About Black Hills Local Foods

Hi! I’m Robin EH. Bagley, the bhlocavore. Even though I live at over 5,300 feet, growing at least some of my food is possible. I believe that raising our own food is good for us, our kids, our communities, and our planet. I grow alot of vegetables and herbs, but would like to be more self-sufficient. Black Hills Local Foods is help locavores find and help each other. My vision is that the blog becomes a meeting place for us to exchange ideas, seeds, plants, recipes, and advice. I know there are many of us in the Black Hills, we just need to find each other.

Advertisements

10 Comments

  1. January 6, 2010 at 11:32 pm

    Nice blog. Can’t remember where I found the link to your site. As a child, our neighbors invited me to travel to South Dakota when they made a trip back to their childhood home. Beautiful state and oh so different from the rainy and green Pacific Northwest.

  2. Deb Smith said,

    March 8, 2010 at 12:55 am

    So glad to find this. I’ve been looking for a CSA for quite some time. I live in Newcastle and honestly thought a CSA might exist in Spearfish, but no luck. I’m happy to see both Custer and Hill City have farmer’s markets in the summer….I can hardly wait! Many thanks for your blog.

  3. Harry Rasmussen said,

    July 21, 2010 at 9:11 pm

    So what can one grow at 5300 feet? What type of deciduous trees will grow and vegetables?

    • July 25, 2010 at 6:50 pm

      According to the brochure published by the Custer Mile High Gardening Club, there are quite a few deciduous trees that grow well here: green ash, honeylocust, hackberry, mountain ash, Ohio buckeye/chestnut, Canada red cherry, gray dogwood, hawthorn, bur oak, Princess Kay plum, nannyberry tree and Russian olive. On my property, we have aspen, which grow wild all over this area. I planted a couple little apple saplings two years ago and they’re still alive, but they don’t grow very fast. Most evergreens grow well here.

      Vegetables are tricky here; anything that flowers and bears fruit, such as tomatoes, needs to be an early variety or there just isn’t enough time for ripening. I have good luck with hot peppers but not bell peppers — not hot enough I think, I could grow them like crazy in Newell — tomatoes (early varieties), zucchini, and eggplant. I gave up on cucumbers here; I know some folks in town who can grow them, but mine always died out here, maybe the extra 100 feet of elevation made the difference, I don’t know. So far I’m not having much luck with winter squash, it’s alive but super slow. Peas and beans have been good here, and anything that’s a green grows like crazy: lettuce, spinach, chard, kale, beets. I’ve tried garlic for the first time this year and it seems to be doing well also.

  4. Maria Birch said,

    July 25, 2010 at 4:58 pm

    Hi Robin,

    Nice blog. Found out about it from Mark and Teal Scholl of Happy Hydros while I was writing a story on them for Central Dakota Times.

    My first taste of HH tomatoes came last year when I found them in the grocery store in Kimball. It was thrilling to find local produce at a small grocery, and I’ve been happily eating them ever since.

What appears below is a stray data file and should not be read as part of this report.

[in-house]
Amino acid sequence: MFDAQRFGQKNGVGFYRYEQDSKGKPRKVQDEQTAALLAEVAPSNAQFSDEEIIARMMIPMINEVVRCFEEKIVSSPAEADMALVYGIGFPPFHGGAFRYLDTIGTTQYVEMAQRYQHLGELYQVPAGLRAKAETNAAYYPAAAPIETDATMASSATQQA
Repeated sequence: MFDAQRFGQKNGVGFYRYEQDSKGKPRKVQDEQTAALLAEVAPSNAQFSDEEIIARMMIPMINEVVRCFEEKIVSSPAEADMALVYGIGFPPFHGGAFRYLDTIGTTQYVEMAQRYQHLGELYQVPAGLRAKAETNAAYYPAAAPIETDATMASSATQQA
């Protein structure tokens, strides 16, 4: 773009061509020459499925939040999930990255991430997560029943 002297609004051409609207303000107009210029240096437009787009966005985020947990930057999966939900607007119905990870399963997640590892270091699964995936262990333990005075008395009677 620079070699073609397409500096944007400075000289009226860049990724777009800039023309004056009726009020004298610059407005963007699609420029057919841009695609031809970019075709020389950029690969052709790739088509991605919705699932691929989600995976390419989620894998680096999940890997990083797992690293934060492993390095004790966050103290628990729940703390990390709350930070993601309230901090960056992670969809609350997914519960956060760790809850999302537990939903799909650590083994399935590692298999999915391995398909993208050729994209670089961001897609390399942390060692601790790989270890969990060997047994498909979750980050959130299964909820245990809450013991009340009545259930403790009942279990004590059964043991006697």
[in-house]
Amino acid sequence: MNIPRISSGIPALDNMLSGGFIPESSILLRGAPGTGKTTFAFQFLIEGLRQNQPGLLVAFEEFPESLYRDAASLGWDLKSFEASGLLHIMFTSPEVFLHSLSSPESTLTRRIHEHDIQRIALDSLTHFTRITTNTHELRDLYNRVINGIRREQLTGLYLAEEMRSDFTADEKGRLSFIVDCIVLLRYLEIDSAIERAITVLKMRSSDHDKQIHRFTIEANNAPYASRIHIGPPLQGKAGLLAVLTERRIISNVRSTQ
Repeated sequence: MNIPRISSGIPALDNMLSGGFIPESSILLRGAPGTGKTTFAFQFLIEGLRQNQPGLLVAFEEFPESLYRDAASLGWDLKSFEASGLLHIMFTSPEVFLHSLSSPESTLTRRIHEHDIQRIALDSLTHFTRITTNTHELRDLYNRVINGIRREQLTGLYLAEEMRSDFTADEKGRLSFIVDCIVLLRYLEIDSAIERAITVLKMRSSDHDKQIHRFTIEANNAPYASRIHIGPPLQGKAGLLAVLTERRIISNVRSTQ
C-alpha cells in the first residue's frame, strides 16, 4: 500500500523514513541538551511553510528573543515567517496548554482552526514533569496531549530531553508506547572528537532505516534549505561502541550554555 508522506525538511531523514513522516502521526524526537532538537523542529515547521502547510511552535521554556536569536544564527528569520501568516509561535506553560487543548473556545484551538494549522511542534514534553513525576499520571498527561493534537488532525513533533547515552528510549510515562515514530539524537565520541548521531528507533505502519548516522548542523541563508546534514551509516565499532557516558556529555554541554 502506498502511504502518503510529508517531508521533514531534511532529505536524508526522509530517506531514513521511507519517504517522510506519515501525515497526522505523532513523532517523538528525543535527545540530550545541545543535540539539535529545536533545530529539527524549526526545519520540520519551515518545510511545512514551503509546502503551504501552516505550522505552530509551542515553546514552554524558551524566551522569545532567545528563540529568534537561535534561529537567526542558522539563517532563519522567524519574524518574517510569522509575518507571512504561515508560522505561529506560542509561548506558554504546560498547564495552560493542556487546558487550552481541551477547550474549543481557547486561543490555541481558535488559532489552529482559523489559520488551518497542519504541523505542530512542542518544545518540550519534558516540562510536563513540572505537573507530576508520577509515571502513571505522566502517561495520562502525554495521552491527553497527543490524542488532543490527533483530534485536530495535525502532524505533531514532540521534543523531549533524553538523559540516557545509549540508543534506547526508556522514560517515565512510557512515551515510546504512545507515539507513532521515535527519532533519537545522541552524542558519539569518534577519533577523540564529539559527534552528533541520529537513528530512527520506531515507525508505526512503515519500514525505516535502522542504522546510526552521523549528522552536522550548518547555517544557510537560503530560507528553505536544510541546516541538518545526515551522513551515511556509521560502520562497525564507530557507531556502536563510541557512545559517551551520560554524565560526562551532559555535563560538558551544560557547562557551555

I love everything about local foods and hope to help local folks do more with their products. My background is freelance writing, local foods education and project development – a fancy way of saying I teach folks how to grow stuff and sell it at a local farmers market or other outlets. I’ll help them start a community garden and farmers market if that’s what it takes.

    Thanks for your work in promotion local foods and activities in the Black Hills.
    By any chance were you at the Marketing Local Products workshop this past April in Kimball?

    • July 25, 2010 at 6:53 pm

      So glad you found us! Those tomatoes are so good, aren’t they? I wasn’t at the expo last April, my job at the school prevents me from doing too much traveling during the school year, that and having a high school student! 🙂 Let me know if you ever get this way, I would love to sit down and visit with you!

  5. Jeremy Smith said,

    February 4, 2011 at 1:29 pm

    Hello Robin,

    I am trying to organize screenings of FRESH the movie (http://www.freshthemovie.com/) around the state this spring. Ideally Spearfish, Rapid, Sioux Falls, Brookings and somewhere in the Southern Hills. Do you know anyone that would be interested. It can be at a home, school, outside anywhere.
    Having the screening in conjunction with the first day of the Farmers Market, Earth Day, etc. seems logical. Any ideas?

    Jeremy

    • February 9, 2011 at 8:21 pm

      That’s a great idea. The Senior Citizens’ Center here in Custer sometimes shows movies, and they also host several travel/cultural talks per year, so I think they might be open to this. The Custer County Annex is another place where this might be possible, but I do believe they have a fee. I’ll email Herb Ryan with the Custer Farmers Market & see if he has any ideas.

  6. Melissa Martin said,

    April 15, 2011 at 6:50 am

    nice to see this, check out Wild Woods Center on Facebook.

  7. Scott Martin said,

    April 15, 2011 at 6:52 am

    Check out Wild Woods Center on Facebook,thanks


Leave a Reply

Fill in your details below or click an icon to log in:

WordPress.com Logo

You are commenting using your WordPress.com account. Log Out / Change )

Twitter picture

You are commenting using your Twitter account. Log Out / Change )

Facebook photo

You are commenting using your Facebook account. Log Out / Change )

Google+ photo

You are commenting using your Google+ account. Log Out / Change )

Connecting to %s

%d bloggers like this: